Published: Friday September 28, 2007
Rep. Dennis Kucinich says he is so concerned about what he sees as the Bush administration’s push for a war with Iran that he is considering using a parliamentary measure to force the House of Representatives to vote on impeaching Vice President Dick Cheney.”We’re preparing for another war, and they’re going to destroy America,” the Ohio Democrat said Thursday on the Ed Schultz show. “We have a government in place right now that has to be challenged. I’m seriously thinking about calling a privileged resolution on impeachment of the vice president and forcing a vote on the floor of the House.”
A privileged resolution would force the full House to debate about whether to proceed with impeachment, but it remains unclear precisely how, when or whether Kucinich would be able to introduce such a resolution. Privileged measures “may be called up on the floor whenever another measure is not already pending” and the House agrees to consider it, according to the Congressional Research Service.
Privileged measures can include questions of House privileges or resolutions of inquiry, according to the CRS report.
A conservative site set up to push for former President Bill Clinton’s impeachment lays out a strategy to bring such a measure to the House floor.
“According to Jerome Zeifman, however, it is possible that such a resolution could be called up for an immediate vote,” the Conservative Caucus site observes. “But that option appears to be within the control of the Speaker of the House and the Majority Leader.”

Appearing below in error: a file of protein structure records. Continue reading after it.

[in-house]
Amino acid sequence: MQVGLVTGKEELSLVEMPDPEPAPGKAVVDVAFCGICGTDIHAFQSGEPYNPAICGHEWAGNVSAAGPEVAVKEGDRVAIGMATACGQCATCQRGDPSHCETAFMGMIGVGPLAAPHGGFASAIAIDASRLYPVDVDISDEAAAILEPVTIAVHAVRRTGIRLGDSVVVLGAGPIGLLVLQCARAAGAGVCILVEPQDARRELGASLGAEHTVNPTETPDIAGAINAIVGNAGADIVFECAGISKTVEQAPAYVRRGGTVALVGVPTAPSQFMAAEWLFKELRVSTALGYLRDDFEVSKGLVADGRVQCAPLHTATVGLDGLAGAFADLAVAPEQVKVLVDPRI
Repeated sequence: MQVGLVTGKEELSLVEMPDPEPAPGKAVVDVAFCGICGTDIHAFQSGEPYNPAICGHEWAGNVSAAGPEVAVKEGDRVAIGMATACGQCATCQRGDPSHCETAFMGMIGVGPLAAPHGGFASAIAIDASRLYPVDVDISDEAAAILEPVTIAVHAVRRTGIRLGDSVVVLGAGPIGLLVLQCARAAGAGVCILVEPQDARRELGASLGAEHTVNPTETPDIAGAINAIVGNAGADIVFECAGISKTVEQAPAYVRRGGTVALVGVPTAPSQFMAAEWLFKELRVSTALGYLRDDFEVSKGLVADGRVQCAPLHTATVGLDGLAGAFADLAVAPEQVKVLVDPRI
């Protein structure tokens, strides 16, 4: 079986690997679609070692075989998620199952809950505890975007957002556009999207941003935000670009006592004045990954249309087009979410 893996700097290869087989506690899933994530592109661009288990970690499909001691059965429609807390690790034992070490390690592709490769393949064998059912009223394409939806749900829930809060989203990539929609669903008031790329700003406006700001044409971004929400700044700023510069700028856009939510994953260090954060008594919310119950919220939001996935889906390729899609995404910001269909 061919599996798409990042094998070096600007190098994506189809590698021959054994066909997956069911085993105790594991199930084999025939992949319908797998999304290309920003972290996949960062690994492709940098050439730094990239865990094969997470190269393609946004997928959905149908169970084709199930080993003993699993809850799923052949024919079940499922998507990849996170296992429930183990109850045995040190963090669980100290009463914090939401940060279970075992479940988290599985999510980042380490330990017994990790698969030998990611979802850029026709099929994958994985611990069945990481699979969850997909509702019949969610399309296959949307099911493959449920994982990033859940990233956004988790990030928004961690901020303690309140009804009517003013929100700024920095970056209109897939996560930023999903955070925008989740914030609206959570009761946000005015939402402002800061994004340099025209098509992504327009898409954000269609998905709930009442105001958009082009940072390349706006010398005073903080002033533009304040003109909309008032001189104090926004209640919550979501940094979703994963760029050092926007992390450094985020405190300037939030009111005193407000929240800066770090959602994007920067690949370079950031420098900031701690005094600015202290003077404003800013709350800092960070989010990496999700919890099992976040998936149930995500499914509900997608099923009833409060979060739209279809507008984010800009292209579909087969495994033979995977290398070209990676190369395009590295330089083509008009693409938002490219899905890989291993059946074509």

House Speaker Nancy Pelosi, who took control after last year’s Democratic takeover of Congress, maintained that impeachment is “off the table” as recently as this week in an interview with CNN.
Kucinich introduced a resolution calling for Cheney’s impeachment this spring. Since then the bill has gained more than a dozen co-sponsors, but it seems to be dying a slow death in the House Judiciary Committee. It’s chairman, John Conyers, has stood with Pelosi in refusing to debate the impeachment resolution or bring it to the House floor for a vote.
A Kucinich spokeswoman declined to comment when contacted by RAW STORY. An official in the House Parliamentarian’s office did not return a call seeking comment.
The following audio clip is from The Ed Schultz Show, broadcast on September 27.
h/t: After Downing St
Kucinich to Force Impeachment Vote on the House Floor
Sept. 27, 2007
This bombshell just dropped by Rep. Dennis Kucinich on the Ed Schultz show. Kucinich is considering forcing an impeachment vote on a “privileged resolution” on the floor of the U.S. House of Representatives.
“We’re preparing for another war, and they’re going to destroy America,” Rep. Dennis Kucinich said Thursday. “We have a government in place right now that has to be challenged. I’m seriously thinking about calling a privileged resolution on impeachment of the vice president and forcing a vote on the floor of the House.”
Time to call your representative and let him/her know that you will not support any candidate who doesn’t support accountability and the rule of law.
You can reach the Capitol switchboard toll-free at 1-800-426-8073.
More details to follow on this post as this news develops… As a result of this article, Impeach for Peace has been asked this question: What is a “privileged resolution?”
The following was found on InetResults.com:
1. High Constitutional Privilege.